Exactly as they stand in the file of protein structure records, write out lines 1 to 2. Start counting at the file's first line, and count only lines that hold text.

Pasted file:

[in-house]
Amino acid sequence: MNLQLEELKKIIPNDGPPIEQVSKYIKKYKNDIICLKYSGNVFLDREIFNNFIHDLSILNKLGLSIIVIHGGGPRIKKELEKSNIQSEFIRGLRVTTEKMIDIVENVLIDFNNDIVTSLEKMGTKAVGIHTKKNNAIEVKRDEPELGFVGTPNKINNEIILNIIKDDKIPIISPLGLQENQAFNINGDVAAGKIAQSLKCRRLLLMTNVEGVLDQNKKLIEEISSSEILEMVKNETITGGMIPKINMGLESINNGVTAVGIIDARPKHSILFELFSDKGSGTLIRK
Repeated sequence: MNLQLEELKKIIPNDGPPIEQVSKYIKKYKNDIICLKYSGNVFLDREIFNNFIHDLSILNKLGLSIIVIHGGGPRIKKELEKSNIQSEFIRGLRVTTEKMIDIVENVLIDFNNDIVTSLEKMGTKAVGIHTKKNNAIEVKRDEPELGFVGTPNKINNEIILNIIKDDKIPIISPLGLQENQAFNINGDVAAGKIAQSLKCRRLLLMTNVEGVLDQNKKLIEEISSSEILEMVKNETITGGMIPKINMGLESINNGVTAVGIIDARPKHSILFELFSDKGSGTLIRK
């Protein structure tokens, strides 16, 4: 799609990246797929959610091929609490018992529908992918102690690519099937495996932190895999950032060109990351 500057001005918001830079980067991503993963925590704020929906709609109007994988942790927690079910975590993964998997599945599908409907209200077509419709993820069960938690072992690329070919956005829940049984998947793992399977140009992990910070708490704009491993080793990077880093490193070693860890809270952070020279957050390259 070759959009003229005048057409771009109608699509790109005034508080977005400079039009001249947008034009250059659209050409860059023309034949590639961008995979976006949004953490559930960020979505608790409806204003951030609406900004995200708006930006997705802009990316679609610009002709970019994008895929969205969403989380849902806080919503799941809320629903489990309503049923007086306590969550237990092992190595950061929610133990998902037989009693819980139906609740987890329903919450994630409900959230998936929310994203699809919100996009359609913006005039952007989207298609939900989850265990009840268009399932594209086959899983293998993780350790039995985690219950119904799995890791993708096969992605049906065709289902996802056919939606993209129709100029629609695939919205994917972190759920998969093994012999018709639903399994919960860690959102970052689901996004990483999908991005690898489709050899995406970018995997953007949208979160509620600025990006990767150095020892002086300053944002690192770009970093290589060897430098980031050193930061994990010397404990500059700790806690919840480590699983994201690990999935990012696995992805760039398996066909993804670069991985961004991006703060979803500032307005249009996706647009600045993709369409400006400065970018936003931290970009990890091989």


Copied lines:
[in-house]
Amino acid sequence: MNLQLEELKKIIPNDGPPIEQVSKYIKKYKNDIICLKYSGNVFLDREIFNNFIHDLSILNKLGLSIIVIHGGGPRIKKELEKSNIQSEFIRGLRVTTEKMIDIVENVLIDFNNDIVTSLEKMGTKAVGIHTKKNNAIEVKRDEPELGFVGTPNKINNEIILNIIKDDKIPIISPLGLQENQAFNINGDVAAGKIAQSLKCRRLLLMTNVEGVLDQNKKLIEEISSSEILEMVKNETITGGMIPKINMGLESINNGVTAVGIIDARPKHSILFELFSDKGSGTLIRK